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Berkshire Hathaway CEO Warren Buffett attends the Fortune Most Powerful Women summit at Mandarin Oriental Hotel on October 5, 2010 in Washington, DC.
Thanks to Henry Blodget at Business Insider for directing to this Fortune except from Warren Buffett's annual letter to Berkshire Hathaway shareholders. In it, Warren Buffett lays out the commonsense case for avoiding investments in currency (for example, government debt like U.S. Treasuries) and gold (driven by fear) and sticking with stocks. Here's a taste:
My own preference -- and you knew this was coming -- is our third category: investment in productive assets, whether businesses, farms, or real estate. Ideally, these assets should have the ability in inflationary times to deliver output that will retain its purchasing-power value while requiring a minimum of new capital investment. Farms, real estate, and many businesses such as Coca-Cola (KO), IBM (IBM), and our own See's Candy meet that double-barreled test. Certain other companies -- think of our regulated utilities, for example -- fail it because inflation places heavy capital requirements on them. To earn more, their owners must invest more. Even so, these investments will remain superior to nonproductive or currency-based assets.
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Warren Buffett, chairman of Berkshire Hathaway, attends the Allen & Company Sun Valley Conference.
Last year, Warren Buffett wrote a much-cited and blogged-about op-ed for the New York Times arguing that rich people don't pay enough taxes. Fine, responded the anti-tax Republican crowd, suggesting that if Buffett was so hot to part with his money, he could always write the government a check.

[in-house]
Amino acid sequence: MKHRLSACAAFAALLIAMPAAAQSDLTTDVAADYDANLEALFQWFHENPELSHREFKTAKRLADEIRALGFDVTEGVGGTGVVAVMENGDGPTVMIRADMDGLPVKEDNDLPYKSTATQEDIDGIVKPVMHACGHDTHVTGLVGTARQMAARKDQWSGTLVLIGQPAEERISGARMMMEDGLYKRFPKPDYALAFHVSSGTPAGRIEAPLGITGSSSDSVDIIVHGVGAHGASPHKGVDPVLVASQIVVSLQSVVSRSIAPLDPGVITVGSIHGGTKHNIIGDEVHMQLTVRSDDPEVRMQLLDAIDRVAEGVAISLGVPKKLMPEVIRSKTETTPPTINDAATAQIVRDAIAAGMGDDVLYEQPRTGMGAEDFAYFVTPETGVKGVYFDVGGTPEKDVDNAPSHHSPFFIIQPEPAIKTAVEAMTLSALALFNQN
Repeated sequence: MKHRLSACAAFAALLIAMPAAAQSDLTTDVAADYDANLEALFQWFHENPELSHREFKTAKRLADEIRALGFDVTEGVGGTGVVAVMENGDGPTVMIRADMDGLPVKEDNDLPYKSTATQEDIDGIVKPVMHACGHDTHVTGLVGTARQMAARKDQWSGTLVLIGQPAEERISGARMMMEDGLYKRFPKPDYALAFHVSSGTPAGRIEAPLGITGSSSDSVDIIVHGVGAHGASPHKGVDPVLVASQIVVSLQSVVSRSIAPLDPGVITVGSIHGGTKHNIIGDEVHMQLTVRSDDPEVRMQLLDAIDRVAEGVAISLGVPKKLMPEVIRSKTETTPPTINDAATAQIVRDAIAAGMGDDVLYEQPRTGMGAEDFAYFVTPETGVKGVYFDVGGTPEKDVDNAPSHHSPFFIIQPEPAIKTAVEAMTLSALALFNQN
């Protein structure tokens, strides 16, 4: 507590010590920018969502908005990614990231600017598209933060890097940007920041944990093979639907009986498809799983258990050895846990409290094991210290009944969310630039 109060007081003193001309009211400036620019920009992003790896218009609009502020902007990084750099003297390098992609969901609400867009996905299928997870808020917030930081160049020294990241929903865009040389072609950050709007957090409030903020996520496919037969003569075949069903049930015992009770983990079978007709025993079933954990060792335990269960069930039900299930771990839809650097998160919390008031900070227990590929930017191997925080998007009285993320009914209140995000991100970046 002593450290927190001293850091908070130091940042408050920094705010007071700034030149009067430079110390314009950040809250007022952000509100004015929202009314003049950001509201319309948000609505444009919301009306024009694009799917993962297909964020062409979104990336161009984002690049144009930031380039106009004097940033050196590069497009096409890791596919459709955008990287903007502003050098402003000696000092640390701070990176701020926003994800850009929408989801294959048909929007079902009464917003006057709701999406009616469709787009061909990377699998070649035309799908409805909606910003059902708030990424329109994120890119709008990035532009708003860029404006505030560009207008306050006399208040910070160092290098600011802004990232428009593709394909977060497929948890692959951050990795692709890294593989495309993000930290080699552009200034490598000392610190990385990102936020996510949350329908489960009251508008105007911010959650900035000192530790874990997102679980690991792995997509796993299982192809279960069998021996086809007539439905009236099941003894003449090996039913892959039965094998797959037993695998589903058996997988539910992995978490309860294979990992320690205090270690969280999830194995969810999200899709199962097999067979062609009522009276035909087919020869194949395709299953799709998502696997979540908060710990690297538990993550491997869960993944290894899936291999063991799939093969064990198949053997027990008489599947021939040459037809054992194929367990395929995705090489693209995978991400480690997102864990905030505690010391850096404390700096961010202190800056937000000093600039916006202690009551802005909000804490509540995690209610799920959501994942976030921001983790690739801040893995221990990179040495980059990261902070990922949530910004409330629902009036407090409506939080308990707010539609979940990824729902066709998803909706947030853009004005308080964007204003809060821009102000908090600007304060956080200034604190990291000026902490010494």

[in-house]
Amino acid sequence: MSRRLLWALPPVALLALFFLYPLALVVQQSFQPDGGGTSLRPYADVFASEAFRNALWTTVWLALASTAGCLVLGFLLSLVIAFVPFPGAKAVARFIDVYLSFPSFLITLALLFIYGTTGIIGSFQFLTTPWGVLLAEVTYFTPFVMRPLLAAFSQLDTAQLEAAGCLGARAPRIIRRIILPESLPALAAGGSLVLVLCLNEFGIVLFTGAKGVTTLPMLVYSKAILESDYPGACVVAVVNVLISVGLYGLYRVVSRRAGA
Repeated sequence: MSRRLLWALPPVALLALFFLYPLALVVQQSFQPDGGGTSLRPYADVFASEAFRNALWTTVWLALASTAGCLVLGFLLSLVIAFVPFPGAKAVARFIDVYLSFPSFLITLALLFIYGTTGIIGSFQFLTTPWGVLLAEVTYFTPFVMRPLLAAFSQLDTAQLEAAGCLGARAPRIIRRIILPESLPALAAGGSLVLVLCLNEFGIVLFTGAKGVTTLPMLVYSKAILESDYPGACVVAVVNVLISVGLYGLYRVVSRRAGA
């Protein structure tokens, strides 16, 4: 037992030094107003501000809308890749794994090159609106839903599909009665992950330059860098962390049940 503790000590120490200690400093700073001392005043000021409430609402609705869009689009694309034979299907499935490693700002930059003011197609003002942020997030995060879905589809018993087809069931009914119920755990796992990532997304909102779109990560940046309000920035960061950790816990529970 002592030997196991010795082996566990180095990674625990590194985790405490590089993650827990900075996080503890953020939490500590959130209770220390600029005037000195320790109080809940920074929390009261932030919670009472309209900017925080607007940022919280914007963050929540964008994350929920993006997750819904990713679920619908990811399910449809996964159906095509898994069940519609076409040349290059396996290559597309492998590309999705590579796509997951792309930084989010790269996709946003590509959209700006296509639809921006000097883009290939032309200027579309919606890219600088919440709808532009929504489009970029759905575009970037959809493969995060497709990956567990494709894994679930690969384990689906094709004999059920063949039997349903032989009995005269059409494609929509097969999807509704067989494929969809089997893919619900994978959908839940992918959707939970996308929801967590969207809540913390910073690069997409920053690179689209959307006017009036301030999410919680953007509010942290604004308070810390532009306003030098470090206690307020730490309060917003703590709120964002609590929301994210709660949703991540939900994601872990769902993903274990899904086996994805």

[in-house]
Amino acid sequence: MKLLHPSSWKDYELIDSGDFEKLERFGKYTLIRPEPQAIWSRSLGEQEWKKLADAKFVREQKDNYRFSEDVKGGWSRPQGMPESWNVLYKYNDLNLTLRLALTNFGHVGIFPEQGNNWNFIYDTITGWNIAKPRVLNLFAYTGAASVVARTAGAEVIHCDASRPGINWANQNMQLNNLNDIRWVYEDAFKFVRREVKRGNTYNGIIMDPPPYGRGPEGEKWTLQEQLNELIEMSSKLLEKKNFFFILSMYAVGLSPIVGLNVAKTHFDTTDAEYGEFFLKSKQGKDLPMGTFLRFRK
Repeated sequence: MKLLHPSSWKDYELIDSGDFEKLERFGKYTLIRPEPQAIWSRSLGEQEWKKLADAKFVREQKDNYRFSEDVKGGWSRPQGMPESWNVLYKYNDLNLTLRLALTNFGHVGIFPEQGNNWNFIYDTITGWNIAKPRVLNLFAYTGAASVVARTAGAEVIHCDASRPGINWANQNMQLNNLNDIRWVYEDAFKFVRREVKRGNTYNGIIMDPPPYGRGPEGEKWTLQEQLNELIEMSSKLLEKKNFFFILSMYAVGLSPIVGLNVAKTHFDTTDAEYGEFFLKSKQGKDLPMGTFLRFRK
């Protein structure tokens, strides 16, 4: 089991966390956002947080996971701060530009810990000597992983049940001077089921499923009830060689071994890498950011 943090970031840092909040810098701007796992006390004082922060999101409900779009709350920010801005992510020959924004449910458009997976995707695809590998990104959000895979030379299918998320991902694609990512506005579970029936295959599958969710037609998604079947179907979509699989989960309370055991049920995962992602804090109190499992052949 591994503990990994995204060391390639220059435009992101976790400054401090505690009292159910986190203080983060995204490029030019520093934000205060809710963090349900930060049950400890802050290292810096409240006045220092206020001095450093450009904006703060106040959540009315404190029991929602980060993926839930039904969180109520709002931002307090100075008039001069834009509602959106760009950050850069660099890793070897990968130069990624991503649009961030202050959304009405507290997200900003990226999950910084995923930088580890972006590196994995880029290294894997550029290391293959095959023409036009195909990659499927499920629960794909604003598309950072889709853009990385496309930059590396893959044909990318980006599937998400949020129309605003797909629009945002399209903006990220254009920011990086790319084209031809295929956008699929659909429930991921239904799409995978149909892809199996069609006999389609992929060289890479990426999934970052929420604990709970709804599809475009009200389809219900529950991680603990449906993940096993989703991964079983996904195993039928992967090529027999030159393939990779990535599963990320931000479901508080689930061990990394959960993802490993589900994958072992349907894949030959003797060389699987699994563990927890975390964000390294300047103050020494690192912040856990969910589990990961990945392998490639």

A change to tax forms was proposed, allowing wealthy taxpayers to pay more, to reduce the national debt. And now Buffett is saying that he'll match, from his vast fortune, dollar-for-dollar whatever Republcian members of Congress voluntarily contribute.
The U.S. national debt currently stands at $15.2 trillion, about a trillion more than the entire yearly GDP of $14.5 trillion. Warren Buffett is worth about $50 billion. The average net worth in Congress was about $750,000. Rep. Michael McCaul of Texas, a Republican, is worth $294 million.
Want a little billionaire backlash with your daily dose of economic turmoil? Maybe you do, if the billionaire backlash you're talking about involves Warren Buffett as something of a class warrior. The Oracle of Omaha recently took to the opinion page of the New York Times to argue that it's high time we stopped protecting the "mega-rich," as if they were "spotted owls or some other endangered species."
Endangered species! Don't put too fine a point on it, Warren! In fact, the mega-rich – whom Buffett effectively defines as "making more than $1 million" a year – are anything but endangered, under the current tax code. Their long-term capital gains taxes have been a modest 15 percent since 2003 (before that, they were taxed at about 28 percent, and in the 1970s, nearly 40 percent). And that's stayed the same through the financial crisis and a change in administration at the White House.